Most of our bobcats were rescued from fur farms where they were being raised to slaughter for their fur. Some were being sold at auction where taxidermists would buy them and club them to death in the parking lot, but a few were born here in the early days when we were ignorant of the truth and were being told by the breeders and dealers that these cats should be bred for “conservation.” Once we learned that there are NO captive breeding programs that actually contribute to conservation in the wild we began neutering and spaying our cats in the mid 1990’s. Knowing what we do about the intelligence and magnificence of these creatures we do not believe that exotic cats should be bred for lives in cages. Read more about our Evolution of Thought HERE
Common Name: Serval Kingdom: Animalia Phylum: Chordata (Vertebrata) Class: Mammalia Order: Carnivora Family: Felidae Genus: Felinae (Leptailurus) Species: Serval (L.s. constantina)
Barbary Serval thought to now be Extinct
Misc: The name Serval is derived from a Portuguese word meaning “wolf-deer.”
Size and Appearance: Often referred to as the cat of spare parts, this unusual, but beautiful cat is among the feline family’s most successful. It has a small, delicate head and extremely large ears set on an elongated neck, long slim legs (hind legs longer than front), long slender body and a short tail. The ears are black on the back with a distinctive white spot, and the tail has 6 or 7 black rings and a black tip. The coat color is pale yellow with black markings, either of large spots that tend to merge into longitudinal stripes on the neck and back, or of numerous small spots, which give a speckled appearance. These “speckled” Servals from west Africa – called servalines – used to be considered a separate species Felis brachyura, until it was demonstrated that the speckled pattern was just a variation or “morph”.
Habitat: Servals are found in well-watered savannah long-grass environments, and are associated with reed beds and other riparian vegetation types. They occupy a variety of habitats all associated with water sources, they range up into alpine grasslands and can penetrate deep dense forests along waterways and through grassy patches, but are absent from rain forests. They will make use of arid areas in extreme instances, and have occasionally done so in parts of south-western Africa.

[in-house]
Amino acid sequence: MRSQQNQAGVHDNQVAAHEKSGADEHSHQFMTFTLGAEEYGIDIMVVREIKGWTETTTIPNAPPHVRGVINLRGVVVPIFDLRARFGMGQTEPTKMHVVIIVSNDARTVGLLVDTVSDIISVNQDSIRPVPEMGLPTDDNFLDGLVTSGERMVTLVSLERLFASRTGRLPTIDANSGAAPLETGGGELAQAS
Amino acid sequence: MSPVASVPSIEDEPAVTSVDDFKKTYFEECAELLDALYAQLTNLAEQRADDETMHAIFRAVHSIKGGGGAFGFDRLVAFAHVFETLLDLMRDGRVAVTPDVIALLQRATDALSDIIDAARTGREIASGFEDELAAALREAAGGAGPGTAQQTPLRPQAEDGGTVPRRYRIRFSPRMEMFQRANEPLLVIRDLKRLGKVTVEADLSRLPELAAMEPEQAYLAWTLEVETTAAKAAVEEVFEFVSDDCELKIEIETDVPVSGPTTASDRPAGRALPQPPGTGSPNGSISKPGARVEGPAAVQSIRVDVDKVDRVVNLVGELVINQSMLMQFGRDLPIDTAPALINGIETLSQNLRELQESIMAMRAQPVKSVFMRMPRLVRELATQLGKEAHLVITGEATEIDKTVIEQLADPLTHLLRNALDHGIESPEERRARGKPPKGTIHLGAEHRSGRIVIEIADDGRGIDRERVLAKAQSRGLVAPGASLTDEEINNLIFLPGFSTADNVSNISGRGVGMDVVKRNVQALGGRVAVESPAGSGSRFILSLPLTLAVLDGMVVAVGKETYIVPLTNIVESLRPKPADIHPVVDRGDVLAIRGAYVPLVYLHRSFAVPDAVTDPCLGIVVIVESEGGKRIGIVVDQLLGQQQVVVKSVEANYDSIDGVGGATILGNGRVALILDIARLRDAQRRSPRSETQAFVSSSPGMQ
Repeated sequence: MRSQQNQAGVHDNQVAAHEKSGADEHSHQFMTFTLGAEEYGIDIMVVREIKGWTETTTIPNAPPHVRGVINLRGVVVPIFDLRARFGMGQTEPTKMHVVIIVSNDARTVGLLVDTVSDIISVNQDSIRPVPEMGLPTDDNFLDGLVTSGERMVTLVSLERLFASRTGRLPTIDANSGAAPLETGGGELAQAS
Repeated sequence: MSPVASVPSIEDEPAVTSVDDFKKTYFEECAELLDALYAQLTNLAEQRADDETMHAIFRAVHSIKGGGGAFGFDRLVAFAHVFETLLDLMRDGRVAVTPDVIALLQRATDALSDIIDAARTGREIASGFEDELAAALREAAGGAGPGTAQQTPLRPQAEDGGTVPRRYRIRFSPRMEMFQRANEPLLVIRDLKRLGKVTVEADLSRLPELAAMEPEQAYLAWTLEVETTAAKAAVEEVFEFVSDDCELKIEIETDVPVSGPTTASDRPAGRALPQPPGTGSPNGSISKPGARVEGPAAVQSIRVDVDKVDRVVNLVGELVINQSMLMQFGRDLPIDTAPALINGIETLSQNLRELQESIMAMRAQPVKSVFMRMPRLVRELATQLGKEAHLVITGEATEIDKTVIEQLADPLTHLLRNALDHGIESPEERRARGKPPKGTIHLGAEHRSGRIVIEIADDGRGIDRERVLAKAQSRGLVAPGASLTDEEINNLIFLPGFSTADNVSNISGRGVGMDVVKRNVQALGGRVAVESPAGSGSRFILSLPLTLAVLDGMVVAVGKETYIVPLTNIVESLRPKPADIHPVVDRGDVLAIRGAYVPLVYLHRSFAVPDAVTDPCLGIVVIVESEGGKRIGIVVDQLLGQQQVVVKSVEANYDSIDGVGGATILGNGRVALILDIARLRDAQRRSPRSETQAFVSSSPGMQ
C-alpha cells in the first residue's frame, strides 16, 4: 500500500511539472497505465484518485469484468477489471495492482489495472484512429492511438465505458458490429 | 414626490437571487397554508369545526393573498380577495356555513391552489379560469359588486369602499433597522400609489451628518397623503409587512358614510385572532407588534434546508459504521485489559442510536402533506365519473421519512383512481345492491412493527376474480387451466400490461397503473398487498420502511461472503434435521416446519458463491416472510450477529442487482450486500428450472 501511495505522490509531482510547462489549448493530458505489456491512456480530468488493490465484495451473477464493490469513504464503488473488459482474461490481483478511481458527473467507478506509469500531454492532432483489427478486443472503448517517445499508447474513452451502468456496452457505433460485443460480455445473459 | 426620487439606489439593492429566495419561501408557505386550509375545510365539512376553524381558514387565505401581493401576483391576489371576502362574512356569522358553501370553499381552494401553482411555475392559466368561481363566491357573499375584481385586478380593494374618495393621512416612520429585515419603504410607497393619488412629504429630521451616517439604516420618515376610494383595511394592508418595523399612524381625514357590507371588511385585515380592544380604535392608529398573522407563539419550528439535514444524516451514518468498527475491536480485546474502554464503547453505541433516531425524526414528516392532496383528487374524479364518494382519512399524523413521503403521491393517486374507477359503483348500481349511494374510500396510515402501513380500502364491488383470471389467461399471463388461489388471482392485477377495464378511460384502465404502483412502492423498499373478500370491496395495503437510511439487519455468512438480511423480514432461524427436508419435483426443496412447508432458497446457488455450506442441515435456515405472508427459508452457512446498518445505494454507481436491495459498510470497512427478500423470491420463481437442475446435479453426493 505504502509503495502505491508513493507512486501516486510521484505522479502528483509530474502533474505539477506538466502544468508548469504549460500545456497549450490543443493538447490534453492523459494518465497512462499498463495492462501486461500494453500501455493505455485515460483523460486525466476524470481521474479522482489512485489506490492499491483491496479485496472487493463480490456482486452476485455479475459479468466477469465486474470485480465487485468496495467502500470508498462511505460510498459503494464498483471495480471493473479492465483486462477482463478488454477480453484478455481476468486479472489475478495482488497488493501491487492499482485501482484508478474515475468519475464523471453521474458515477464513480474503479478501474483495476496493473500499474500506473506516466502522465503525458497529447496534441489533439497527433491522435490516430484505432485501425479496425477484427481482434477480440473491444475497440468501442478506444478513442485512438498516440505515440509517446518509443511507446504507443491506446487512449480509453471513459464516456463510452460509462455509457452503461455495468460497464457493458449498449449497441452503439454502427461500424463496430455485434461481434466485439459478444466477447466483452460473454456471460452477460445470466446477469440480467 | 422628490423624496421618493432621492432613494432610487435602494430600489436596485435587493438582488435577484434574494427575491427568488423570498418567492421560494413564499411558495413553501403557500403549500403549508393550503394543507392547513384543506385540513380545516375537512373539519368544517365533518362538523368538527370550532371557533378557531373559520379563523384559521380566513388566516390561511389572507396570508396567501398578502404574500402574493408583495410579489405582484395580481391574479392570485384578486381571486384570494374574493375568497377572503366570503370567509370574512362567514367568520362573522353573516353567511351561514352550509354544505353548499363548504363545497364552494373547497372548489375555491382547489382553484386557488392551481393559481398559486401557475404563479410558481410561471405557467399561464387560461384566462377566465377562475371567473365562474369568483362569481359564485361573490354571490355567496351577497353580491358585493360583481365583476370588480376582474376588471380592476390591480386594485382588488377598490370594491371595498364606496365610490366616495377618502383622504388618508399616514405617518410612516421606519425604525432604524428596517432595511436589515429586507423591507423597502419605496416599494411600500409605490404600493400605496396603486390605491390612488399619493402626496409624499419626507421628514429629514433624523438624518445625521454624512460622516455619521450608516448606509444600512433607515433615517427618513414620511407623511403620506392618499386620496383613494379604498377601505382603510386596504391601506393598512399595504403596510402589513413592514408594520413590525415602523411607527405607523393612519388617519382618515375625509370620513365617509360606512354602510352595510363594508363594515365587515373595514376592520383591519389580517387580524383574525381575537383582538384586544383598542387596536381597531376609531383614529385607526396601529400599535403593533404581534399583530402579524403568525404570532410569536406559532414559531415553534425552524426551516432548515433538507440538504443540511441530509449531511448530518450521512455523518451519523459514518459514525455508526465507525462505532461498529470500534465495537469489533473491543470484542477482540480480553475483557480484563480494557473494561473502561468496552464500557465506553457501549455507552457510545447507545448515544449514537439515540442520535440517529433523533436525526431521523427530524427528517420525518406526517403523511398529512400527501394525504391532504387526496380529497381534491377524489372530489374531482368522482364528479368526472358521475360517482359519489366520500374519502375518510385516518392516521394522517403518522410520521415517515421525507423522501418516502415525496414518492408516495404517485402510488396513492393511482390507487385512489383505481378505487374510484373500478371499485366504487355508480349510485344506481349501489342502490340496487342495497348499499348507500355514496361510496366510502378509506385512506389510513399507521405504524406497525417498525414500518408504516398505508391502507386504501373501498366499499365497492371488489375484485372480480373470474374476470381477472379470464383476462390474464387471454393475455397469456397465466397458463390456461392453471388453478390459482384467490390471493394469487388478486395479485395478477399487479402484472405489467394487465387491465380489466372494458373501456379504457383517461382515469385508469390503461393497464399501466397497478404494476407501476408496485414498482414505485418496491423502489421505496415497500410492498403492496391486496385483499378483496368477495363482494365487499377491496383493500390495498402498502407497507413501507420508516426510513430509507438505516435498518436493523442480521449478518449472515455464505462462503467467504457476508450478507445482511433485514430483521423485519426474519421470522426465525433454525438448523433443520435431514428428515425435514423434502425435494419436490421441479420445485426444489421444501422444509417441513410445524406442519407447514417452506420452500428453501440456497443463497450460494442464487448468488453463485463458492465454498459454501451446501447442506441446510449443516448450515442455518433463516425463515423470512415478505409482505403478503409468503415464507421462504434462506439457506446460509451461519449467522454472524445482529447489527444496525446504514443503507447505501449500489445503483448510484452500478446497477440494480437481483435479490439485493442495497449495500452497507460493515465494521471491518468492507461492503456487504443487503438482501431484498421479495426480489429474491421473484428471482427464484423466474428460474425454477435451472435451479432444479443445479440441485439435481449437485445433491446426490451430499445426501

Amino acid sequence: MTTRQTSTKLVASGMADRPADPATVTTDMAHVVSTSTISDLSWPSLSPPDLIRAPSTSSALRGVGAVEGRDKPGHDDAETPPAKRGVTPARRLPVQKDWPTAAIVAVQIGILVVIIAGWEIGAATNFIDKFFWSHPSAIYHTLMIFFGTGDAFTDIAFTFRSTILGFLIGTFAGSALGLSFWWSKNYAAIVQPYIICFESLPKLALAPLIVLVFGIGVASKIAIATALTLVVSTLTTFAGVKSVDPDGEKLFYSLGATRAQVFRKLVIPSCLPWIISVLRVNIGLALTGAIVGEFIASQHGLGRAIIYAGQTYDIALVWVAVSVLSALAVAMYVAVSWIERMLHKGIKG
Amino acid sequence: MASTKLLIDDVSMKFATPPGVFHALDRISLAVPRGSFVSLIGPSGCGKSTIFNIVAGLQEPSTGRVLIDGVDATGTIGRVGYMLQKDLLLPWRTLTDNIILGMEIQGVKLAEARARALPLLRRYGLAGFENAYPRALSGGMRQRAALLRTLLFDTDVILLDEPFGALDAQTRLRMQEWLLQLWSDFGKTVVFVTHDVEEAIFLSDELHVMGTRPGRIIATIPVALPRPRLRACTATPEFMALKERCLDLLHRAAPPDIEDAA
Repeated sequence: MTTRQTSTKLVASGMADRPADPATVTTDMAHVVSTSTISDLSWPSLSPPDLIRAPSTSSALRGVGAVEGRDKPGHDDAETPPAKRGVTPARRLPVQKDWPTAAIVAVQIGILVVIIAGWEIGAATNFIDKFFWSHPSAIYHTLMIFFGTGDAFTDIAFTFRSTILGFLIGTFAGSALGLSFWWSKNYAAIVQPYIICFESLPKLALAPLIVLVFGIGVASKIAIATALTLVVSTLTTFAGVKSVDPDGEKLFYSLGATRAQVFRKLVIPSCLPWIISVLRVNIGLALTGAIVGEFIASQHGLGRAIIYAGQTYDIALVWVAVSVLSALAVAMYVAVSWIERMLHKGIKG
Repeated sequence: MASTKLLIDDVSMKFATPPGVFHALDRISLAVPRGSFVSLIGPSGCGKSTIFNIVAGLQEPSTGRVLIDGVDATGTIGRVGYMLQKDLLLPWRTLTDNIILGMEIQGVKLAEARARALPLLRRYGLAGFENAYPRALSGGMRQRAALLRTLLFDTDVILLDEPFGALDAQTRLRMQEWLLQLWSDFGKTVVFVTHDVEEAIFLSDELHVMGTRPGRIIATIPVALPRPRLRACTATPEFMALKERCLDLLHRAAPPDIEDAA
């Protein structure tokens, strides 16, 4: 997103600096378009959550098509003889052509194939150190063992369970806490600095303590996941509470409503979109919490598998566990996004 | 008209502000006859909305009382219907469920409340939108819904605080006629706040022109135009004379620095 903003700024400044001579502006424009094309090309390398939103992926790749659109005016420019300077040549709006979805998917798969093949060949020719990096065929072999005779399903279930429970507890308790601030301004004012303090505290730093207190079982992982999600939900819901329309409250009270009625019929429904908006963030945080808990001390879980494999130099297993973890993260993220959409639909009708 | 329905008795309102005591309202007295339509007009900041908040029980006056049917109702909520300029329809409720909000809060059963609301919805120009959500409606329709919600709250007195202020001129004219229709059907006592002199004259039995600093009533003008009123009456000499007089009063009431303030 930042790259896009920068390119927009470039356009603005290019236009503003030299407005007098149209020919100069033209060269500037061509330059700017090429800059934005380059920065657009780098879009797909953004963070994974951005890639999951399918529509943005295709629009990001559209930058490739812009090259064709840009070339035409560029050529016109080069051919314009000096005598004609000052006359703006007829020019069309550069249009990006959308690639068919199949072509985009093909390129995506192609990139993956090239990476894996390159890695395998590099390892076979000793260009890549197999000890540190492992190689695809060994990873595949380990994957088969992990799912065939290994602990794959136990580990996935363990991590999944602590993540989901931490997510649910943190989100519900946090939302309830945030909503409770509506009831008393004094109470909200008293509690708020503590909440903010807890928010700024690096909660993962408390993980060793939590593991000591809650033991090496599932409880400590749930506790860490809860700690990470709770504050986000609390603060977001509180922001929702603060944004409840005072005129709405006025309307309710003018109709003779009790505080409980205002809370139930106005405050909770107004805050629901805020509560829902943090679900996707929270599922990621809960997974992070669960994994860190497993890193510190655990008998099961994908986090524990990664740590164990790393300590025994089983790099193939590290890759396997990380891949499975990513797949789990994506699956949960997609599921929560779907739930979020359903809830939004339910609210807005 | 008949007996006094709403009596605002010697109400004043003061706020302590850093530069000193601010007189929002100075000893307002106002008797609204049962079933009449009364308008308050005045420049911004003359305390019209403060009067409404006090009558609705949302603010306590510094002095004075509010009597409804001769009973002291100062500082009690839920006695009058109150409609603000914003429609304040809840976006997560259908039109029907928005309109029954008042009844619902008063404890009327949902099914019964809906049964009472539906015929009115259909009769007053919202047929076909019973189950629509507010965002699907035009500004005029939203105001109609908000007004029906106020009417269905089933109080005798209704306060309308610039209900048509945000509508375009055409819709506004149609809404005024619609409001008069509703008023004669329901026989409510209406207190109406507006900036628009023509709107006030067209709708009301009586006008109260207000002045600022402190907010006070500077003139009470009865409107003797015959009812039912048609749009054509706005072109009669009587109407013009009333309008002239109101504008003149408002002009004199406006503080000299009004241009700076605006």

Distribution: sub-Saharan Africa, with small populations in south-west Africa, and a reported relict population in North Africa (no recent sightings confirmed).
Reproduction and Offspring: After a gestation of approximately 73 days, females produce a litter of 1-5 kittens, with 2 being the average. They weigh in at around 8.5-9 ounces at birth, and it will take 9-12 days until their eyes open. They begin to take solid foods around the age of 3 weeks, and are independent between 6-8 months, but may remain in their natal ranges. They attain sexual maturity between 18-24 months, and it is at this time that they will be forced out of their mother’s territory.
In captivity, Servals have lived past 20 years at Big Cat Rescue and up to 19 years in other facilities.
Social System and Communication: Servals are solitary animals, and social interactions are limited to periods of mating. Each sex maintains its own territory. Hear our chirps, purrs, hisses, snarls, calls, and growl sounds HERE
Hunting and Diet: Much like the big bad wolf in “Little Red Riding Hood” the Servals big ears are “the better to hear you with!” The serval’s sensitive hearing allows it to locate small mammals moving through the grass or underground, and to hunt its prey sometimes without seeing it until the final pounce. It also has the ability to leap vertically and catch prey such as birds, right out of the air. They do this by “clapping” with their front paws together and striking with a downward blow. Primary prey items for the Serval includes rodents, birds, reptiles, fish, frogs and insects. Servals have a hunting success rate of 50%.
Principal Threats: the main threats to Servals are leopards, dogs, and of course, man. Because of their beautiful pelage, they are a prime target for poachers. Their skins are sold as young leopards or cheetahs, which are much scarcer. The pelt trade for they are sold is mostly for domestic ceremonial, medicinal purposes or the tourist trade rather than for commercial export. There is also the issue of preserving the land that makes up their homeland, which is destroyed by human encroachment or from annual burning of grasslands. Some tribes hunt and kill the Serval for their flesh, which is considered a delicacy.
Status: CITES: Appendix II. IUCN: Not listed.
Felid TAG recommendation: Serval (Leptailurus serval). Common in nature and captivity, this species is important for institutions with zoogeographic themes, as well as for educational uses. Most specimens probably can be traced to a subspecies. Currently, there are more servals in zoos than recommended by the RCP. The PMP target population is 80 individuals. 91% of the population is of unknown origin and not suitable for breeding. The first stud book ever was published for this species in 2003.
How rare is this cat? The International Species Information Service lists 292 in zoos worldwide, with 130 being in the U.S.
Information reprinted With Permission from the IUCN Wild Cats Book.